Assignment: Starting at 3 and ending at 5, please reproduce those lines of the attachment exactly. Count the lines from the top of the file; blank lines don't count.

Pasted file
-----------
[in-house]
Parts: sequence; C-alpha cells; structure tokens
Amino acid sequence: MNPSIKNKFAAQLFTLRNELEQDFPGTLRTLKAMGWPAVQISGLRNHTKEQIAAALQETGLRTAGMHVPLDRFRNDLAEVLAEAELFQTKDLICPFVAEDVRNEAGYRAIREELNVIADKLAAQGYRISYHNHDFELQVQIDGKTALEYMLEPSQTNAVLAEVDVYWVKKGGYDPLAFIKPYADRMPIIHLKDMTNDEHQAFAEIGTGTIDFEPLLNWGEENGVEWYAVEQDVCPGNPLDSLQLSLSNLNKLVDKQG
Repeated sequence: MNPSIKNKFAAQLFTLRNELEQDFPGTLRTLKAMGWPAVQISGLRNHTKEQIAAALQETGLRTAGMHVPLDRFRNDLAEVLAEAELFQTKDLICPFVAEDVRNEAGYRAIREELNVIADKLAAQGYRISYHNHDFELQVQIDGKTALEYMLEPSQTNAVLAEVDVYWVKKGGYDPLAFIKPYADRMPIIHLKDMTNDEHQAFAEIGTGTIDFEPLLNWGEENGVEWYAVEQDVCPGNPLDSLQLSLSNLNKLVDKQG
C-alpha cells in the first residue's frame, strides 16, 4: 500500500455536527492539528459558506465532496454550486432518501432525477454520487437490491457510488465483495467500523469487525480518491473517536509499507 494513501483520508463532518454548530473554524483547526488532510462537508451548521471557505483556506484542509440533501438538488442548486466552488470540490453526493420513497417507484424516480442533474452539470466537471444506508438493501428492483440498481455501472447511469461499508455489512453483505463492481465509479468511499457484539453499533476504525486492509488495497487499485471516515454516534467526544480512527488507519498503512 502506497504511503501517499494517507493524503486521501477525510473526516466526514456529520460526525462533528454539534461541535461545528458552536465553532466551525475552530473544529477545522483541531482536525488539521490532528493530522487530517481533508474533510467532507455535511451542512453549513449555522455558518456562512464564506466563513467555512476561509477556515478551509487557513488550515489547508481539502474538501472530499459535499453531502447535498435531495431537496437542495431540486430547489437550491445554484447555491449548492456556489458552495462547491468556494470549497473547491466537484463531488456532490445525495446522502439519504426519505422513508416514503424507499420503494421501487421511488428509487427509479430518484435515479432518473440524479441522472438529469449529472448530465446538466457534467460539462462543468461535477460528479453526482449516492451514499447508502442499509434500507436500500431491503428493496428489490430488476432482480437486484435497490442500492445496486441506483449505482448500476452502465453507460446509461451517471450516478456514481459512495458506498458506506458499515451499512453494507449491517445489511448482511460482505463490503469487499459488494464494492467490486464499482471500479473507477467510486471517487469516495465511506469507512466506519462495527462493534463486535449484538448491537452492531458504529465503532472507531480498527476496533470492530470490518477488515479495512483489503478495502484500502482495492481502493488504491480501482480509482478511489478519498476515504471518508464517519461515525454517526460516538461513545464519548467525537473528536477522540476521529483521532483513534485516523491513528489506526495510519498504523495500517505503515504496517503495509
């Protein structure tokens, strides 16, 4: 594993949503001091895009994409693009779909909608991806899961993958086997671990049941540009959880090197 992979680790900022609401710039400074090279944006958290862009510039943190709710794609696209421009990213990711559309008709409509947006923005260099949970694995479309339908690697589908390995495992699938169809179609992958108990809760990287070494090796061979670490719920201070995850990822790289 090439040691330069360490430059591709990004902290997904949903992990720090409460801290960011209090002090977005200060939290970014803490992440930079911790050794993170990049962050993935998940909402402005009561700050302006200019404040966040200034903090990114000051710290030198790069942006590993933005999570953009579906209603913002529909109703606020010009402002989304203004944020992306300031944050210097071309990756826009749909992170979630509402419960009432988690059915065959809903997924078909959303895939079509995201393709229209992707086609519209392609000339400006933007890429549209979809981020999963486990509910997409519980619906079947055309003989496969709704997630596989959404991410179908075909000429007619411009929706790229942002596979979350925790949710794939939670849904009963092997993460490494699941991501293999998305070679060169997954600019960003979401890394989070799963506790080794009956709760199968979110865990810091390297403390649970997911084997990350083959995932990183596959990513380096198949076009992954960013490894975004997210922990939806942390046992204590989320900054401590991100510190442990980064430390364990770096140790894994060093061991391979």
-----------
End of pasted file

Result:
Amino acid sequence: MNPSIKNKFAAQLFTLRNELEQDFPGTLRTLKAMGWPAVQISGLRNHTKEQIAAALQETGLRTAGMHVPLDRFRNDLAEVLAEAELFQTKDLICPFVAEDVRNEAGYRAIREELNVIADKLAAQGYRISYHNHDFELQVQIDGKTALEYMLEPSQTNAVLAEVDVYWVKKGGYDPLAFIKPYADRMPIIHLKDMTNDEHQAFAEIGTGTIDFEPLLNWGEENGVEWYAVEQDVCPGNPLDSLQLSLSNLNKLVDKQG
Repeated sequence: MNPSIKNKFAAQLFTLRNELEQDFPGTLRTLKAMGWPAVQISGLRNHTKEQIAAALQETGLRTAGMHVPLDRFRNDLAEVLAEAELFQTKDLICPFVAEDVRNEAGYRAIREELNVIADKLAAQGYRISYHNHDFELQVQIDGKTALEYMLEPSQTNAVLAEVDVYWVKKGGYDPLAFIKPYADRMPIIHLKDMTNDEHQAFAEIGTGTIDFEPLLNWGEENGVEWYAVEQDVCPGNPLDSLQLSLSNLNKLVDKQG
C-alpha cells in the first residue's frame, strides 16, 4: 500500500455536527492539528459558506465532496454550486432518501432525477454520487437490491457510488465483495467500523469487525480518491473517536509499507 494513501483520508463532518454548530473554524483547526488532510462537508451548521471557505483556506484542509440533501438538488442548486466552488470540490453526493420513497417507484424516480442533474452539470466537471444506508438493501428492483440498481455501472447511469461499508455489512453483505463492481465509479468511499457484539453499533476504525486492509488495497487499485471516515454516534467526544480512527488507519498503512 502506497504511503501517499494517507493524503486521501477525510473526516466526514456529520460526525462533528454539534461541535461545528458552536465553532466551525475552530473544529477545522483541531482536525488539521490532528493530522487530517481533508474533510467532507455535511451542512453549513449555522455558518456562512464564506466563513467555512476561509477556515478551509487557513488550515489547508481539502474538501472530499459535499453531502447535498435531495431537496437542495431540486430547489437550491445554484447555491449548492456556489458552495462547491468556494470549497473547491466537484463531488456532490445525495446522502439519504426519505422513508416514503424507499420503494421501487421511488428509487427509479430518484435515479432518473440524479441522472438529469449529472448530465446538466457534467460539462462543468461535477460528479453526482449516492451514499447508502442499509434500507436500500431491503428493496428489490430488476432482480437486484435497490442500492445496486441506483449505482448500476452502465453507460446509461451517471450516478456514481459512495458506498458506506458499515451499512453494507449491517445489511448482511460482505463490503469487499459488494464494492467490486464499482471500479473507477467510486471517487469516495465511506469507512466506519462495527462493534463486535449484538448491537452492531458504529465503532472507531480498527476496533470492530470490518477488515479495512483489503478495502484500502482495492481502493488504491480501482480509482478511489478519498476515504471518508464517519461515525454517526460516538461513545464519548467525537473528536477522540476521529483521532483513534485516523491513528489506526495510519498504523495500517505503515504496517503495509